Charles James Lever.

Charles O'Malley, the Irish dragon online

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spot, and regard with stern intensity any object near you, the chances
are ten to one that you have several companions in your curiosity
before a minute expires.

Now, Webber, who had at first stood still, without any peculiar
thought in view, no sooner perceived that he was joined by others,
than the idea of making something out of it immediately occurred
to him.

" What is it, agra?" inquired an old woman, very much in his
own style of dress, pulling at the hood of his cloak.

"And can't you see for yourself, darling?" replied he, sharply, as
he knelt down, and looked most intensely at the sewer.

"Are ye long there, avick?" inquired he of an imaginary indi-
vidual below, and then waiting as if for a reply, said, " Two hours !
Blessed Virgin ! he's two hours in the drain !"

By this time the crowd had reached entirely across the street, and
the crushing and squeezing to get near the important spot was awful.

" Where did he come from ?" " Who is he?" " How did he get
there ?" were questions on every side, and various surmises were


afloat, till Webber, rising from his knees, said, in a mysterious
whisper to those nearest him, " He's made his escape to-night out o'
Newgate by the big drain, and lost his way ; he was looking for the
Liffey, and took the wrong turn."

To an Irish mob, what appeal could equal this ? A culprit at any
time has his claims upon their sympathy ; but let him be caught in
the very act of cheating the authorities and evading the law, and his
popularity knows no bounds. Webber knew this well, and, as the*
mob thickened around him, sustained an imaginary conversation
that Savage Landor might have envied, imparting now and then such
hints concerning the runaway as raised their interest to the highest
pitch, and fifty different versions were related on all sides — of the
crime he was guilty of, the sentence that was passed on him, and the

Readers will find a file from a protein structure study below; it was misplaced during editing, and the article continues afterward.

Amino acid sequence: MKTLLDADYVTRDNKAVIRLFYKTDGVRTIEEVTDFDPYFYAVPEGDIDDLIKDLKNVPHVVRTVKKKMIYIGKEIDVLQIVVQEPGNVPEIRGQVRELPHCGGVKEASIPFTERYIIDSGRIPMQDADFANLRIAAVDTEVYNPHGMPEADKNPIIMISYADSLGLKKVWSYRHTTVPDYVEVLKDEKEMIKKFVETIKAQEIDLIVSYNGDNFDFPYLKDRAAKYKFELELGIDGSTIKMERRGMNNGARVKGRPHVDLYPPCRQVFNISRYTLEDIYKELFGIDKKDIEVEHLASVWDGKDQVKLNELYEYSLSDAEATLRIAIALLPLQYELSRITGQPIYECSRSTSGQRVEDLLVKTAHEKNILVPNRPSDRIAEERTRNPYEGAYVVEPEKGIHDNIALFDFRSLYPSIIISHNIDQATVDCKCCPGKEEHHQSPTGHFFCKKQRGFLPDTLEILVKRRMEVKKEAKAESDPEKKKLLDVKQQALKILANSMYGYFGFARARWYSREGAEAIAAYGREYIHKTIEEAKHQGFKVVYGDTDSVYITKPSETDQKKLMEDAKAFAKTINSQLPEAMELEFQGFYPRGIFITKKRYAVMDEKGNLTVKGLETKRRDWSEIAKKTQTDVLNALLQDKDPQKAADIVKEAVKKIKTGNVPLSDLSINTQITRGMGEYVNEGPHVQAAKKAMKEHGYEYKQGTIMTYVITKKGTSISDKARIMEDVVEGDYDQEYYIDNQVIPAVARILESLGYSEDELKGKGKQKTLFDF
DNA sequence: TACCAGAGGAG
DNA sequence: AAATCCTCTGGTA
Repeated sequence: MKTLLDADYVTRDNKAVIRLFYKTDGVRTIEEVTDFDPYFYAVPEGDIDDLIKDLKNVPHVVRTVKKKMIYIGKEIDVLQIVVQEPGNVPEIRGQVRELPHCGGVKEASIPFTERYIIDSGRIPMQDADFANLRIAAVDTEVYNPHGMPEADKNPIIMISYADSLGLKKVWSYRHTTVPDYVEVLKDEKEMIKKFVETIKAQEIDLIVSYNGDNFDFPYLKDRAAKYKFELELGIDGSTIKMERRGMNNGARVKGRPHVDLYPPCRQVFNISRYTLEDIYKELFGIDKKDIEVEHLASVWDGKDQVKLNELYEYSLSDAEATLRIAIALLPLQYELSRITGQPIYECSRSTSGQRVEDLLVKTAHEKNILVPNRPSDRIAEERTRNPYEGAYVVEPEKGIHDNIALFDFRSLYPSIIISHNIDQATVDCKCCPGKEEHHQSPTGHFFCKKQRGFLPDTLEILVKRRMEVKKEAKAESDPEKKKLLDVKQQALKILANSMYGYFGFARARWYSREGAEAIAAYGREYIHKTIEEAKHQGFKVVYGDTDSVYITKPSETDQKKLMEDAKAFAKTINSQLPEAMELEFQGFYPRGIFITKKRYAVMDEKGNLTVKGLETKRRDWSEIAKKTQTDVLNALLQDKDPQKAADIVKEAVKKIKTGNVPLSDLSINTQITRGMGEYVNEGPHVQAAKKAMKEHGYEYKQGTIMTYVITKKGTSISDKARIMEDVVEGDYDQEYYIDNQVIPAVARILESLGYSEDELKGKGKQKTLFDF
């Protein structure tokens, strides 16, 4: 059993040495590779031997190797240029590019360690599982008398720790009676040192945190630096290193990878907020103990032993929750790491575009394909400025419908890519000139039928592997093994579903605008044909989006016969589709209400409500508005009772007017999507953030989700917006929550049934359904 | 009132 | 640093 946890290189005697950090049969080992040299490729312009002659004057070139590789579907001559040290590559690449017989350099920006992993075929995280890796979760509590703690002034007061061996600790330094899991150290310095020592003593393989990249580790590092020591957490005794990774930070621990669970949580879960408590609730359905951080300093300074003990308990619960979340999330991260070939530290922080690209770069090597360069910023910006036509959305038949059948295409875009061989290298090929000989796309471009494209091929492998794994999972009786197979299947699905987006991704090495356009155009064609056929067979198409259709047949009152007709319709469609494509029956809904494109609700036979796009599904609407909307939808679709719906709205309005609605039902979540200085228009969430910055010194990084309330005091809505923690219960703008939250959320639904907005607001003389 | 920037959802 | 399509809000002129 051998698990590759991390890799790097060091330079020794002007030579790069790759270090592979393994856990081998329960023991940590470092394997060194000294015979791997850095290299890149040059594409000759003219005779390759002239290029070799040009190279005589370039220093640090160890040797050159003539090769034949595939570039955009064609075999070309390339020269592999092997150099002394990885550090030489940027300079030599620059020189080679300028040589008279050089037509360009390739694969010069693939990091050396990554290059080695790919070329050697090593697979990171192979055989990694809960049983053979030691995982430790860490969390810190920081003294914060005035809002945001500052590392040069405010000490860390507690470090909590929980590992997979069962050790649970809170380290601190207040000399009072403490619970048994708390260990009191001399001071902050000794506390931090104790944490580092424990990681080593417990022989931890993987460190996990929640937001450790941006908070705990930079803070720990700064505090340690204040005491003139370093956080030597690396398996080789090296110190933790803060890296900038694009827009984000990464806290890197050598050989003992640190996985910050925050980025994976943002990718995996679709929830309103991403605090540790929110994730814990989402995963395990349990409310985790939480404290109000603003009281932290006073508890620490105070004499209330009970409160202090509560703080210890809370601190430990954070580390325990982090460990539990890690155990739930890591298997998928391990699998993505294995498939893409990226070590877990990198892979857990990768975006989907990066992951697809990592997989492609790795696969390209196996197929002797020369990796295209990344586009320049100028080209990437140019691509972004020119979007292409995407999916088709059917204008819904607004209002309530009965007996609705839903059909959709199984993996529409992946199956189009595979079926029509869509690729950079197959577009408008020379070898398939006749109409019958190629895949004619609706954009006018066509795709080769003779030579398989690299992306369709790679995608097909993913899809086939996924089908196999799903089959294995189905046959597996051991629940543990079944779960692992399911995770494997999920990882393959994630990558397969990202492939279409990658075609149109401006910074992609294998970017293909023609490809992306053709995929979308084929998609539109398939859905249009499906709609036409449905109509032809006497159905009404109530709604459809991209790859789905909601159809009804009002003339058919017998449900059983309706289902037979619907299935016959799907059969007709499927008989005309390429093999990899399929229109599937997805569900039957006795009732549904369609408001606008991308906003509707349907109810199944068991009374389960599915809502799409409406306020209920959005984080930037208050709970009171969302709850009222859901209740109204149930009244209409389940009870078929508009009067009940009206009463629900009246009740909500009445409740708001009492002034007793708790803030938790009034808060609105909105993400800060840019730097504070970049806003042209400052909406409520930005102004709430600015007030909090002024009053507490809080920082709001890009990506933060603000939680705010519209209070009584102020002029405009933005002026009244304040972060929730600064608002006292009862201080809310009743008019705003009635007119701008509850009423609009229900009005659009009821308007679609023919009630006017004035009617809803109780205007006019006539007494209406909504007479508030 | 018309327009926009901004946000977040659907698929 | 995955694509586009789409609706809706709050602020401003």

day he was to suffer.

" Do you see the light, dear ?" said Webber, as some ingeniously
benevolent individual had lowered down a candle with a string —
" do ye see the light ? Oh ! he's fainted, the creature." A cry of
horror from the crowd burst forth at these words, followed by a uni-
versal shout of " Break open the street."

Pickaxes, shovels, spades, and crowbars seemed absolutely the
walking accompaniments of the crowd, so suddenly did they appear
upon the field of action, and the work of exhumation was begun
with a vigor that speedily covered nearly half the street with mud and
paving-stones. Parties relieved each other at the task, and ere half
an hour a hole capable of containing a mail coach was yawning in
one of the most frequented thoroughfares of Dublin. Meanwhile, as
no appearance of the culprit could be had, dreadful conjectures as to
his fate began to gain ground. By this time the authorities had
received intimation of what was going forward, and attempted to
disperse the crowd ; but Webber, who still continued to conduct the
prosecution, called on them to resist the police, and save the poor
creature. And now began a most terrific fray. The stones, forming
a ready weapon, were hurled at the unprepared constables, who, on
their side, fought manfully, but against superior numbers ; so that,
at last, it was only by the aid of a military force the mob could be
dispersed, and a riot, which had assumed a very serious character,
got under. Meanwhile, Webber had reached his chambers, changed
his costume, and was relating over the supper-table the narrative of
his philanthropy to a very admiring circle of his friends.

Such was my chum, Frank Webber ; and as this was the first
anecdote I had heard of him, I relate it here that my readers may
be in possession of the grounds upon which my opinion of that
celebrated character was founded while yet our acquaintance was in
its infancy.




WITHIN a few weeks after my arrival in town, I had become
a matriculated student of the University, and the possessor
of chambers within its walls, in conjunction with the sage
and prudent gentleman I have introduced to my readers in the last
chapter. Had my intentions on entering college been of the most
studious and regular kind, the companion into whose society I was
then immediately thrown would have quickly dissipated them. He
voted morning chapels a bore, Greek lectures a humbug, examina-
tions a farce, and pronounced the statute-book, with its attendant
train of fines and punishment, an " unclean thing." With all my
country habits and predilections fresh upon me, that I was an easily
won disciple to his code need not be wondered at, and, indeed, ere
many days had passed over, my thorough indifference to all college
rules and regulations had given me a high place in the esteem of
Webber and his friends. As for myself, I was most agreeably sur-